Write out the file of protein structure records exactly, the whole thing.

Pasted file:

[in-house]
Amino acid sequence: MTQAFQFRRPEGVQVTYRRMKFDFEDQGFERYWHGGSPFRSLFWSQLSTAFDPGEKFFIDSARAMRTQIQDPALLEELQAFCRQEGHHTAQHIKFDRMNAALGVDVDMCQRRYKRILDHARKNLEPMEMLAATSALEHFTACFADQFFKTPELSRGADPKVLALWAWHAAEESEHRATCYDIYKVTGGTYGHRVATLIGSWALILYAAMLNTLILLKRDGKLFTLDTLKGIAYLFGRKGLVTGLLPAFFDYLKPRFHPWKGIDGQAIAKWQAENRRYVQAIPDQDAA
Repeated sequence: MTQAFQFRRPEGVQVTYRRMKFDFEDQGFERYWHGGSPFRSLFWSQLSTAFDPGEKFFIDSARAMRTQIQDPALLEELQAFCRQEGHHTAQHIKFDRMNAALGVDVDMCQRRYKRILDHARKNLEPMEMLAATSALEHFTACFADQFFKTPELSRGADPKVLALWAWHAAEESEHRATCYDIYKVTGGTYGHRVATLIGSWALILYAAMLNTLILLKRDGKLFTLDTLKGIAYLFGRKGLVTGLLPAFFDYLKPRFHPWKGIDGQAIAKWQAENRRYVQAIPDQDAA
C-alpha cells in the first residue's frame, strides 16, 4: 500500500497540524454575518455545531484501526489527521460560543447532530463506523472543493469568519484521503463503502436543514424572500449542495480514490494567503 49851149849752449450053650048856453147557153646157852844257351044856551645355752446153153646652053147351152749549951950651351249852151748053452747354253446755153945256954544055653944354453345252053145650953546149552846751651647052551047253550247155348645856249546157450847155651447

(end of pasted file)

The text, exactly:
[in-house]
Amino acid sequence: MTQAFQFRRPEGVQVTYRRMKFDFEDQGFERYWHGGSPFRSLFWSQLSTAFDPGEKFFIDSARAMRTQIQDPALLEELQAFCRQEGHHTAQHIKFDRMNAALGVDVDMCQRRYKRILDHARKNLEPMEMLAATSALEHFTACFADQFFKTPELSRGADPKVLALWAWHAAEESEHRATCYDIYKVTGGTYGHRVATLIGSWALILYAAMLNTLILLKRDGKLFTLDTLKGIAYLFGRKGLVTGLLPAFFDYLKPRFHPWKGIDGQAIAKWQAENRRYVQAIPDQDAA
Repeated sequence: MTQAFQFRRPEGVQVTYRRMKFDFEDQGFERYWHGGSPFRSLFWSQLSTAFDPGEKFFIDSARAMRTQIQDPALLEELQAFCRQEGHHTAQHIKFDRMNAALGVDVDMCQRRYKRILDHARKNLEPMEMLAATSALEHFTACFADQFFKTPELSRGADPKVLALWAWHAAEESEHRATCYDIYKVTGGTYGHRVATLIGSWALILYAAMLNTLILLKRDGKLFTLDTLKGIAYLFGRKGLVTGLLPAFFDYLKPRFHPWKGIDGQAIAKWQAENRRYVQAIPDQDAA
C-alpha cells in the first residue's frame, strides 16, 4: 500500500497540524454575518455545531484501526489527521460560543447532530463506523472543493469568519484521503463503502436543514424572500449542495480514490494567503 49851149849752449450053650048856453147557153646157852844257351044856551645355752446153153646652053147351152749549951950651351249852151748053452747354253446755153945256954544055653944354453345252053145650953546149552846751651647052551047253550247155348645856249546157450847155651447